In 1969, Neil Armstrong became the first man to set foot on the moon. Now, more than forty years later, the Mars One mission is working towards the next ‘giant leap for mankind’, establishing a permanent human colony on the Red Planet by 2025.
In May 2012, Dutch entrepreneur Bas Lansdorp announced the organisation’s intentions to send 24 people on an expedition to Mars, in aim of becoming the planets first human residents. Contrary to what many people believe, that life on Mars is a concept belonging exclusively to science fiction, Mars One claims the technology required to support settlement on Mars already exists. Their plan is for six cargo missions to be sent to Mars over the next ten years, to prepare for the arrival of the first four settlers in 2025. Five more teams of four will then join them at two year intervals, with the possibility for further expansion in the future. For many, this represents the opportunity of a lifetime. By September 2013, almost 3000 applications had been submitted and 1058 applicants from 107 different countries have since made it through to the second stage.
The project is still in its early stages, and is by no means the sole organisation involved in this 21st century space race. However, the Mars One mission has been the particular focus of media attention for two reasons.
Firstly, given that the aim is to create a permanent settlement on Mars, and that it is not currently possible to safely launch a return flight, this would be a one-way trip; the twenty-four colonists would be saying goodbye to their friends and family for good. Mars One have compared the situation to that of people who emigrated during the 1960s, many of whom would have been unable to afford a return ticket and believed they’d never come back. They may not have realised that, thirty years on, travel between continents would be far more routine. “Perhaps at some point,” Mars One suggest on their website, “A trip to Mars will be just as commonplace”, implying the one-way trip may not be as irrevocable as it seems, although obviously this is by no means a guarantee.
However, even more controversial are the plans for each stage of the mission to be documented for a reality TV programme, created by the people behind Big Brother. This is where a large proportion of the projects funding is to come from. Mars One have also suggested bringing other aspects of reality TV to the mission, among them proposals to include an audience vote in the selection of the colonists for the first launch.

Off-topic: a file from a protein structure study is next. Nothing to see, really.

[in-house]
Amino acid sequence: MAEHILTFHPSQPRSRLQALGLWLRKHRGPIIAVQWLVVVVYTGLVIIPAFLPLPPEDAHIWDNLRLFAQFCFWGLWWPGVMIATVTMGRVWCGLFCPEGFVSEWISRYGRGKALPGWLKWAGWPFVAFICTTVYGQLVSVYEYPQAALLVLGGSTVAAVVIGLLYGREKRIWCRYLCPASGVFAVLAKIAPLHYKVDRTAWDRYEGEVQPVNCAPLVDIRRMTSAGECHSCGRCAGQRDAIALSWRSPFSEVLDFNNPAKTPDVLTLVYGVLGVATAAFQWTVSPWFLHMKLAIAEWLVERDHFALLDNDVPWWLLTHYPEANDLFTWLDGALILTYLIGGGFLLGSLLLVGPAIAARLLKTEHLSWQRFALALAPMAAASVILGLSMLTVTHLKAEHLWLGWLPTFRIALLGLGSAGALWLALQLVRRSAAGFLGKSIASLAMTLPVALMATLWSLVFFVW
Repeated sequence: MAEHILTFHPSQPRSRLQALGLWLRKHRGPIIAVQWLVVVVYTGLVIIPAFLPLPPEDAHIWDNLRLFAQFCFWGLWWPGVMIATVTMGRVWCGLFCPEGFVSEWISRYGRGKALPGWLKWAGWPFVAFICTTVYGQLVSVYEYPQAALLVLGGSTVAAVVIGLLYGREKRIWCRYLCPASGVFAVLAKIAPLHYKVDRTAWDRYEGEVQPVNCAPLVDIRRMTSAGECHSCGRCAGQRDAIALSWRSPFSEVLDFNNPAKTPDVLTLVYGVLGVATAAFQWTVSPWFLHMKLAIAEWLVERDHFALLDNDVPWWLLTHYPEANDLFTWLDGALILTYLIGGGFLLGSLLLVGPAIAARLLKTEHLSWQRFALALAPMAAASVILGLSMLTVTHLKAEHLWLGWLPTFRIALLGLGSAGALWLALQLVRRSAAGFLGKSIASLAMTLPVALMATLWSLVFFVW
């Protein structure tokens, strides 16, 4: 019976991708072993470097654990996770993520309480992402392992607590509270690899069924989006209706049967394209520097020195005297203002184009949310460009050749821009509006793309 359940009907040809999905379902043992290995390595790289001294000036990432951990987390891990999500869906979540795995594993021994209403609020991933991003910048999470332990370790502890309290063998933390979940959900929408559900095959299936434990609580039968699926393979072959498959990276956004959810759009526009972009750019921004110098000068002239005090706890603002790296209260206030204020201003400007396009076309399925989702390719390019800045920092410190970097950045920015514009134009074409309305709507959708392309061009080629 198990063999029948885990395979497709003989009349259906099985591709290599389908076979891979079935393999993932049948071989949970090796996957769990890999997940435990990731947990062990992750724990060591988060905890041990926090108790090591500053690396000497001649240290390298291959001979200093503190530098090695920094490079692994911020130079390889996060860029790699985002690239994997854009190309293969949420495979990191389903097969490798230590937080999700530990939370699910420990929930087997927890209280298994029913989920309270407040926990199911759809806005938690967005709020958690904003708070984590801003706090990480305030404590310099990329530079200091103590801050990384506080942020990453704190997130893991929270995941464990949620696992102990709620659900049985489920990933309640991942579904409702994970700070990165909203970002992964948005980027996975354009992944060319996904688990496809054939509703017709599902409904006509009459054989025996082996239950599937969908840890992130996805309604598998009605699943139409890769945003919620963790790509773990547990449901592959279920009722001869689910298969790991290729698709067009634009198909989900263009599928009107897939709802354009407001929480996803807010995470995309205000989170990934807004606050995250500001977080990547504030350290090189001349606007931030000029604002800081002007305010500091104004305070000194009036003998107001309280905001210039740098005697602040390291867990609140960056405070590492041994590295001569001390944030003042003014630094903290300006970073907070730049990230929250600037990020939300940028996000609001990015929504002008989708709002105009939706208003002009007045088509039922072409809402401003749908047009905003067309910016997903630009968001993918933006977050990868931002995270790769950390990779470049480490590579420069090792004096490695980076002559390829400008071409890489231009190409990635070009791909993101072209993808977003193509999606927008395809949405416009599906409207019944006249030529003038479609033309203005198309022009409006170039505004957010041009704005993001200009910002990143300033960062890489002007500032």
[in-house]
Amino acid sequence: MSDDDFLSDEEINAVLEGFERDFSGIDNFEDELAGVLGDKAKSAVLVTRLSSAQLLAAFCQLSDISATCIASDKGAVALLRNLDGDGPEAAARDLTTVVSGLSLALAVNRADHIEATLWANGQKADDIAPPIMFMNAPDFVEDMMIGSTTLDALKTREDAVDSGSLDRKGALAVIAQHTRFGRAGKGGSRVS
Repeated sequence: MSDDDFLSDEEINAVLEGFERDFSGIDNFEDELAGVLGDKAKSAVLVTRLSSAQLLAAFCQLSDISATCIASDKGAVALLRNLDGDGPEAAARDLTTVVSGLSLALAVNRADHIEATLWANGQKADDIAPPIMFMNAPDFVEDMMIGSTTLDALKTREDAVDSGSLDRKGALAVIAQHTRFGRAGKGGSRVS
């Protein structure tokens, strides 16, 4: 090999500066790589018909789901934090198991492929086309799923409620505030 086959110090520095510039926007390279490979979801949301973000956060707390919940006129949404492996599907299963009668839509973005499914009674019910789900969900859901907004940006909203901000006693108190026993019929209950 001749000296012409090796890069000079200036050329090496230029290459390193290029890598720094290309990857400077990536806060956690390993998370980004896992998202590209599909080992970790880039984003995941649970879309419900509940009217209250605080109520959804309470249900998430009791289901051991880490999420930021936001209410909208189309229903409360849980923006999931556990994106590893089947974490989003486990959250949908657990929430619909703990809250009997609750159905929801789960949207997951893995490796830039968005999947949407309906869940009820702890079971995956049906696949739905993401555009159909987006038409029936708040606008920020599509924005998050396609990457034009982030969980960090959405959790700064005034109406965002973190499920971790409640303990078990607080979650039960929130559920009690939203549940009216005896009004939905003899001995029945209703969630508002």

Whilst people may look favourably upon the idea of being an active participant in this potentially world-changing venture, it does raise certain question about the ethics of the proposition. Is it fair to expect the colonists to perform for the camera under such challenging circumstances, which they no doubt will feel pressured to do, if they have to take into account a public vote? What would happen in the event of any problems or issues once the colonists have arrived on Mars and are completely out of reach of any assistance from Earth; would these incidents still to be televised?
The one-way trip factor should also to be taken into account; it implies the colonists would be unable to opt out of this arrangement. Would we watch them for the entirety of the rest of their lives? Would the programme close by broadcasting their deaths, millions of miles from home? The culture of voyeurism surrounding reality TV is already cause for concern; this seems a step too far.
The Mars One mission has been the subject of much criticism; many believe it will never take off. Nevertheless, it is important for these questions to be asked. In the event of a successful launch, those twenty-four colonists won’t just be the first residents on Mars; they will be ambassadors for the human race. Let’s make sure it is a human race we can be proud of.